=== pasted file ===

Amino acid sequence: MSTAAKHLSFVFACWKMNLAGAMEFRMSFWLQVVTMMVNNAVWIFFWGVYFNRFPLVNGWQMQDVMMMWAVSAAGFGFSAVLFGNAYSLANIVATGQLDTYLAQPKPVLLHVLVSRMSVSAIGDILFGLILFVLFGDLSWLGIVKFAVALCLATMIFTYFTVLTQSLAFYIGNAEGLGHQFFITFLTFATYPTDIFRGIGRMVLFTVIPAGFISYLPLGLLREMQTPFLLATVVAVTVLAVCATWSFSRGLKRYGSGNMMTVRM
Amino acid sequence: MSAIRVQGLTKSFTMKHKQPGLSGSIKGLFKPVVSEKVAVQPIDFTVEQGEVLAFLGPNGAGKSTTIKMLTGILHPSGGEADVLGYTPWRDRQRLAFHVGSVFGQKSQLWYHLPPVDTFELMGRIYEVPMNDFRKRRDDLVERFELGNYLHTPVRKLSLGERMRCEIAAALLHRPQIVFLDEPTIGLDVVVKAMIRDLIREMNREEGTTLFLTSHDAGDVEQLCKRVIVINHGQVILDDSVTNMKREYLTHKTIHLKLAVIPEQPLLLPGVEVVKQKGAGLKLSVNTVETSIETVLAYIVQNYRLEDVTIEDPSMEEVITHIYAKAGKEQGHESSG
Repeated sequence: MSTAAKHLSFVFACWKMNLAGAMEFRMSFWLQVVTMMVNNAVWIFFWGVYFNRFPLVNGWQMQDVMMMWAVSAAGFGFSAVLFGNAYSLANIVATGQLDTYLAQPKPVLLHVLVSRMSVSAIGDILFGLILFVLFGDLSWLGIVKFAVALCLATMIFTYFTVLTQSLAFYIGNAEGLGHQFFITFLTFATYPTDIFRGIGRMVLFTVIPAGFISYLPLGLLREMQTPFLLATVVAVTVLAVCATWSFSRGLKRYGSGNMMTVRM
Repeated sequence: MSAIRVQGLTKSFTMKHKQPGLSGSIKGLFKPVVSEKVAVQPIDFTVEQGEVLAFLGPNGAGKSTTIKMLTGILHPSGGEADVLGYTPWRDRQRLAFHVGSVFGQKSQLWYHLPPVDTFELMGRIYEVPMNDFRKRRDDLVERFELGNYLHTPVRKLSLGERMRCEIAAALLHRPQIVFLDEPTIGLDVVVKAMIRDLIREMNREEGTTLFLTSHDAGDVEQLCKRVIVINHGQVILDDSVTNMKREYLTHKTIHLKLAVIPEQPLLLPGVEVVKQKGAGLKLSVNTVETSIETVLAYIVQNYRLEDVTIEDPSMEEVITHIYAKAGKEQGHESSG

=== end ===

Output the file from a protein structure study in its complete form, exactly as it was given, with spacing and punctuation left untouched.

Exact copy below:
Amino acid sequence: MSTAAKHLSFVFACWKMNLAGAMEFRMSFWLQVVTMMVNNAVWIFFWGVYFNRFPLVNGWQMQDVMMMWAVSAAGFGFSAVLFGNAYSLANIVATGQLDTYLAQPKPVLLHVLVSRMSVSAIGDILFGLILFVLFGDLSWLGIVKFAVALCLATMIFTYFTVLTQSLAFYIGNAEGLGHQFFITFLTFATYPTDIFRGIGRMVLFTVIPAGFISYLPLGLLREMQTPFLLATVVAVTVLAVCATWSFSRGLKRYGSGNMMTVRM
Amino acid sequence: MSAIRVQGLTKSFTMKHKQPGLSGSIKGLFKPVVSEKVAVQPIDFTVEQGEVLAFLGPNGAGKSTTIKMLTGILHPSGGEADVLGYTPWRDRQRLAFHVGSVFGQKSQLWYHLPPVDTFELMGRIYEVPMNDFRKRRDDLVERFELGNYLHTPVRKLSLGERMRCEIAAALLHRPQIVFLDEPTIGLDVVVKAMIRDLIREMNREEGTTLFLTSHDAGDVEQLCKRVIVINHGQVILDDSVTNMKREYLTHKTIHLKLAVIPEQPLLLPGVEVVKQKGAGLKLSVNTVETSIETVLAYIVQNYRLEDVTIEDPSMEEVITHIYAKAGKEQGHESSG
Repeated sequence: MSTAAKHLSFVFACWKMNLAGAMEFRMSFWLQVVTMMVNNAVWIFFWGVYFNRFPLVNGWQMQDVMMMWAVSAAGFGFSAVLFGNAYSLANIVATGQLDTYLAQPKPVLLHVLVSRMSVSAIGDILFGLILFVLFGDLSWLGIVKFAVALCLATMIFTYFTVLTQSLAFYIGNAEGLGHQFFITFLTFATYPTDIFRGIGRMVLFTVIPAGFISYLPLGLLREMQTPFLLATVVAVTVLAVCATWSFSRGLKRYGSGNMMTVRM
Repeated sequence: MSAIRVQGLTKSFTMKHKQPGLSGSIKGLFKPVVSEKVAVQPIDFTVEQGEVLAFLGPNGAGKSTTIKMLTGILHPSGGEADVLGYTPWRDRQRLAFHVGSVFGQKSQLWYHLPPVDTFELMGRIYEVPMNDFRKRRDDLVERFELGNYLHTPVRKLSLGERMRCEIAAALLHRPQIVFLDEPTIGLDVVVKAMIRDLIREMNREEGTTLFLTSHDAGDVEQLCKRVIVINHGQVILDDSVTNMKREYLTHKTIHLKLAVIPEQPLLLPGVEVVKQKGAGLKLSVNTVETSIETVLAYIVQNYRLEDVTIEDPSMEEVITHIYAKAGKEQGHESSG